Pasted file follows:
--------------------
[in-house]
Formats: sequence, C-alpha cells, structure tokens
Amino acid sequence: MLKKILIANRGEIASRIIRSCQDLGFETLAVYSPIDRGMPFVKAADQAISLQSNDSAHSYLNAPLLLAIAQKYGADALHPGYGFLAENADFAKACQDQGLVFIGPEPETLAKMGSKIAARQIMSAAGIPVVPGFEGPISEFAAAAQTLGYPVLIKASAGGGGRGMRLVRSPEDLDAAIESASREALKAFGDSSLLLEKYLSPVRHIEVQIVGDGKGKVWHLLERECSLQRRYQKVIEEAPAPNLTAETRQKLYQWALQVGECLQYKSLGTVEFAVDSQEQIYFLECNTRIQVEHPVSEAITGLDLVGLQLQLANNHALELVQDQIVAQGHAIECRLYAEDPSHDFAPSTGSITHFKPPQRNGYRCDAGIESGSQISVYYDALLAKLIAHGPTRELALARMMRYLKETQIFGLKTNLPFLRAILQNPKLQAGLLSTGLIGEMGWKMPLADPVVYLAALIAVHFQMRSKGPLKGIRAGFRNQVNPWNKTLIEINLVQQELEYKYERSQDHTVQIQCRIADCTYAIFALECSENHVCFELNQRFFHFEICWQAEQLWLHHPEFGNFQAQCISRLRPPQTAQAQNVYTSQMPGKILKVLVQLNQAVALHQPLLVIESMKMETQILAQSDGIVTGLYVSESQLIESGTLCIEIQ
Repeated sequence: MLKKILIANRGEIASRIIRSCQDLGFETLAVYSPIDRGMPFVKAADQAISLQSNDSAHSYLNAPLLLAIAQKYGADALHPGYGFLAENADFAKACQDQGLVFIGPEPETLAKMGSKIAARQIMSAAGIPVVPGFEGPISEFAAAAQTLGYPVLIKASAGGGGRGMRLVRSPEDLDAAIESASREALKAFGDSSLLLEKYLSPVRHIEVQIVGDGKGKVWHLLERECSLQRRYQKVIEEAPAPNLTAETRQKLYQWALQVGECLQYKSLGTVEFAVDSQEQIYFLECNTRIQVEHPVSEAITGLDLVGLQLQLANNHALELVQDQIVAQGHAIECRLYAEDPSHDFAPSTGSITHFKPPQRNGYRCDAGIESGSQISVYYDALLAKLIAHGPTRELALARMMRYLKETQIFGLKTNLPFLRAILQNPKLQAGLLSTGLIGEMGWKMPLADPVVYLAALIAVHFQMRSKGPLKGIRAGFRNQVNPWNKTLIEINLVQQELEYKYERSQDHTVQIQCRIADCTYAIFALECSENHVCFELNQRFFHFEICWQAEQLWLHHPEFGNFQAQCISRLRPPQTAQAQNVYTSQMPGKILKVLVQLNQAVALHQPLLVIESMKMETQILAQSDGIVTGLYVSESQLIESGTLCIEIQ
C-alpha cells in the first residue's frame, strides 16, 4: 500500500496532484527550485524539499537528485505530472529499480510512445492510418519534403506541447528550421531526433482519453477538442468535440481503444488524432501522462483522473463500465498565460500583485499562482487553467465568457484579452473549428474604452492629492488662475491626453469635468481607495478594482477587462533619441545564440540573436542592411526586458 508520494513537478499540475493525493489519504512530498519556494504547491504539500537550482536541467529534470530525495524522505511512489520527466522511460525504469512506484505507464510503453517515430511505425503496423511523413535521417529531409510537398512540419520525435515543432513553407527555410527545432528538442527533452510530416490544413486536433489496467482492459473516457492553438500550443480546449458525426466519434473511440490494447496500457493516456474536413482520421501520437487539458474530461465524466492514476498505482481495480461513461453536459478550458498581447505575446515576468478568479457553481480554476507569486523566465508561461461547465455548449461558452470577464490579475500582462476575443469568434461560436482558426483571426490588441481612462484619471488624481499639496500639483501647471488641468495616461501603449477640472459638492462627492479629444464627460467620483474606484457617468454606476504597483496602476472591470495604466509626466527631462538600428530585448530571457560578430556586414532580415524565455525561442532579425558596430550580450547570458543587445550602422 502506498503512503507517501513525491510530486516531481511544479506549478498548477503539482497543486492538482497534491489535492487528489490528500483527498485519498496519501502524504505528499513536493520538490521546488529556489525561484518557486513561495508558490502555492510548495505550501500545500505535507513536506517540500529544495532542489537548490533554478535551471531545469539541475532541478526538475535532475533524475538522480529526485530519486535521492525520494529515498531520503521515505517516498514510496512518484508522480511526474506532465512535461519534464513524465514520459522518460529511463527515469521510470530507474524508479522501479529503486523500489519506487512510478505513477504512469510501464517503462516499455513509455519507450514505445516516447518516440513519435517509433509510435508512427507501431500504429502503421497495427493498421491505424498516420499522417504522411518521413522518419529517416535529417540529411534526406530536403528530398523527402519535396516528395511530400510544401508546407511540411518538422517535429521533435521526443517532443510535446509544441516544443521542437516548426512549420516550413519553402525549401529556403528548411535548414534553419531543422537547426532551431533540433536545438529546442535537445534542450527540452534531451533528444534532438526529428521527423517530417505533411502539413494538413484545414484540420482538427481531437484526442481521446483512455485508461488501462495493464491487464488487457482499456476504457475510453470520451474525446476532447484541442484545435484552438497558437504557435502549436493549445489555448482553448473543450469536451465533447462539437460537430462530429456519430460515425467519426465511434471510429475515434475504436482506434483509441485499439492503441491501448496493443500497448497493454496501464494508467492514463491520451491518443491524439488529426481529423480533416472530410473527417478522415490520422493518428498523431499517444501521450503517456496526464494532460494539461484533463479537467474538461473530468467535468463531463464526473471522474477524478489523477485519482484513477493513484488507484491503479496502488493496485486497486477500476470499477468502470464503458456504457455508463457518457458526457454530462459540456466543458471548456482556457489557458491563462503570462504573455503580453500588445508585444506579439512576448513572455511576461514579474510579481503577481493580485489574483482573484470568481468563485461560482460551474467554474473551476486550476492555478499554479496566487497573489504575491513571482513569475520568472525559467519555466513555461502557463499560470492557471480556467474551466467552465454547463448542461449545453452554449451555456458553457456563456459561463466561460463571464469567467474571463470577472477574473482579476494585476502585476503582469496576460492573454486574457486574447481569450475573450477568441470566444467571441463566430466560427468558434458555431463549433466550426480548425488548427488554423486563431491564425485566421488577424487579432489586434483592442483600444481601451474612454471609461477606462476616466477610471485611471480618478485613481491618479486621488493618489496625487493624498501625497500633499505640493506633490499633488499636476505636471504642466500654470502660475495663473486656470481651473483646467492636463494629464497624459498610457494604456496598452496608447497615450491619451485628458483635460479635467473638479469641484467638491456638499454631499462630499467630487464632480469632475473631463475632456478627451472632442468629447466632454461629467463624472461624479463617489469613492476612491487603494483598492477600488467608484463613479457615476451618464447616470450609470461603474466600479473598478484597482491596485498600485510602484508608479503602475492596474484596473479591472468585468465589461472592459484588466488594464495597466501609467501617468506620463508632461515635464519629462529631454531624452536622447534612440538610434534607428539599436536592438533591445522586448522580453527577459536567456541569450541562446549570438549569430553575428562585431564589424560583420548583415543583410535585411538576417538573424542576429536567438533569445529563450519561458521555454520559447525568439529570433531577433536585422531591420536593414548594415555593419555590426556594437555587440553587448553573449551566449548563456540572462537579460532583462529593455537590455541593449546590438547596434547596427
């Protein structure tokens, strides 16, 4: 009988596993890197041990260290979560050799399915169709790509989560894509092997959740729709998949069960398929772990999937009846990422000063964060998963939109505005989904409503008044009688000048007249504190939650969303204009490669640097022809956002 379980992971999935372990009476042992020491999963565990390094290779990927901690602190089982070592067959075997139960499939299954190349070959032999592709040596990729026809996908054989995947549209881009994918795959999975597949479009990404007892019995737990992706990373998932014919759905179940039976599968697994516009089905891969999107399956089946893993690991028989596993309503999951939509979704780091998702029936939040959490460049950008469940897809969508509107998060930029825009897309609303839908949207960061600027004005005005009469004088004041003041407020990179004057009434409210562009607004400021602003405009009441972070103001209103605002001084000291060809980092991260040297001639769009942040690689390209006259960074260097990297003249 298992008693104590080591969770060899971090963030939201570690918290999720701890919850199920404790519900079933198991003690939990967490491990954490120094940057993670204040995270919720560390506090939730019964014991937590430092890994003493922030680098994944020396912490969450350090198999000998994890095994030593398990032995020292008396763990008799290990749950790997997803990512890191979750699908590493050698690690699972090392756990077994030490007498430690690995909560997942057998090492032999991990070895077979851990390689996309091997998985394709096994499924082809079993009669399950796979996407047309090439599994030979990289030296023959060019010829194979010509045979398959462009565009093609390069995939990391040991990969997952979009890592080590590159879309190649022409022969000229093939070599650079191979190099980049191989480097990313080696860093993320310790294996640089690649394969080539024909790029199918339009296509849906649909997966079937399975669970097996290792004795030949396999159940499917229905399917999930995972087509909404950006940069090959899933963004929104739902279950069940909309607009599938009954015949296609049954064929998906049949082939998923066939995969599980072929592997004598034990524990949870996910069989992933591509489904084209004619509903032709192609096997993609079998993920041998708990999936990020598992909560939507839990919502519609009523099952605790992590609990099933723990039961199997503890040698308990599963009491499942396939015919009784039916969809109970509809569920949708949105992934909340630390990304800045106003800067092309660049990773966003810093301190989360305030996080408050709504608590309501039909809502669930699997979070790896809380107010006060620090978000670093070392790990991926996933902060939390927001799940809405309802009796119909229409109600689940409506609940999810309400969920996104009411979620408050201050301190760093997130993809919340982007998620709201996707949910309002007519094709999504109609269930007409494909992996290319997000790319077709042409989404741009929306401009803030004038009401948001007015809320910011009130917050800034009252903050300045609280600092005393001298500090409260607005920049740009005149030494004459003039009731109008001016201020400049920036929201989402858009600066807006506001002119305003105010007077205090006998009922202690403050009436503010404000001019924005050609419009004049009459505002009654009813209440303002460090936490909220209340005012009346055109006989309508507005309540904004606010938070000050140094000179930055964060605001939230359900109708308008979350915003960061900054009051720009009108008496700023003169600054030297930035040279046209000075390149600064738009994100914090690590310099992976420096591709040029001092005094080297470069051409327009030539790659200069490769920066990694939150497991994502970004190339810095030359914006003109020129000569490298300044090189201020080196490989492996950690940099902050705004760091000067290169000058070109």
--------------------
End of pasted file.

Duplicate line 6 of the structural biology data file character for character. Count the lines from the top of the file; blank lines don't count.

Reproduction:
């Protein structure tokens, strides 16, 4: 009988596993890197041990260290979560050799399915169709790509989560894509092997959740729709998949069960398929772990999937009846990422000063964060998963939109505005989904409503008044009688000048007249504190939650969303204009490669640097022809956002 379980992971999935372990009476042992020491999963565990390094290779990927901690602190089982070592067959075997139960499939299954190349070959032999592709040596990729026809996908054989995947549209881009994918795959999975597949479009990404007892019995737990992706990373998932014919759905179940039976599968697994516009089905891969999107399956089946893993690991028989596993309503999951939509979704780091998702029936939040959490460049950008469940897809969508509107998060930029825009897309609303839908949207960061600027004005005005009469004088004041003041407020990179004057009434409210562009607004400021602003405009009441972070103001209103605002001084000291060809980092991260040297001639769009942040690689390209006259960074260097990297003249 298992008693104590080591969770060899971090963030939201570690918290999720701890919850199920404790519900079933198991003690939990967490491990954490120094940057993670204040995270919720560390506090939730019964014991937590430092890994003493922030680098994944020396912490969450350090198999000998994890095994030593398990032995020292008396763990008799290990749950790997997803990512890191979750699908590493050698690690699972090392756990077994030490007498430690690995909560997942057998090492032999991990070895077979851990390689996309091997998985394709096994499924082809079993009669399950796979996407047309090439599994030979990289030296023959060019010829194979010509045979398959462009565009093609390069995939990391040991990969997952979009890592080590590159879309190649022409022969000229093939070599650079191979190099980049191989480097990313080696860093993320310790294996640089690649394969080539024909790029199918339009296509849906649909997966079937399975669970097996290792004795030949396999159940499917229905399917999930995972087509909404950006940069090959899933963004929104739902279950069940909309607009599938009954015949296609049954064929998906049949082939998923066939995969599980072929592997004598034990524990949870996910069989992933591509489904084209004619509903032709192609096997993609079998993920041998708990999936990020598992909560939507839990919502519609009523099952605790992590609990099933723990039961199997503890040698308990599963009491499942396939015919009784039916969809109970509809569920949708949105992934909340630390990304800045106003800067092309660049990773966003810093301190989360305030996080408050709504608590309501039909809502669930699997979070790896809380107010006060620090978000670093070392790990991926996933902060939390927001799940809405309802009796119909229409109600689940409506609940999810309400969920996104009411979620408050201050301190760093997130993809919340982007998620709201996707949910309002007519094709999504109609269930007409494909992996290319997000790319077709042409989404741009929306401009803030004038009401948001007015809320910011009130917050800034009252903050300045609280600092005393001298500090409260607005920049740009005149030494004459003039009731109008001016201020400049920036929201989402858009600066807006506001002119305003105010007077205090006998009922202690403050009436503010404000001019924005050609419009004049009459505002009654009813209440303002460090936490909220209340005012009346055109006989309508507005309540904004606010938070000050140094000179930055964060605001939230359900109708308008979350915003960061900054009051720009009108008496700023003169600054030297930035040279046209000075390149600064738009994100914090690590310099992976420096591709040029001092005094080297470069051409327009030539790659200069490769920066990694939150497991994502970004190339810095030359914006003109020129000569490298300044090189201020080196490989492996950690940099902050705004760091000067290169000058070109």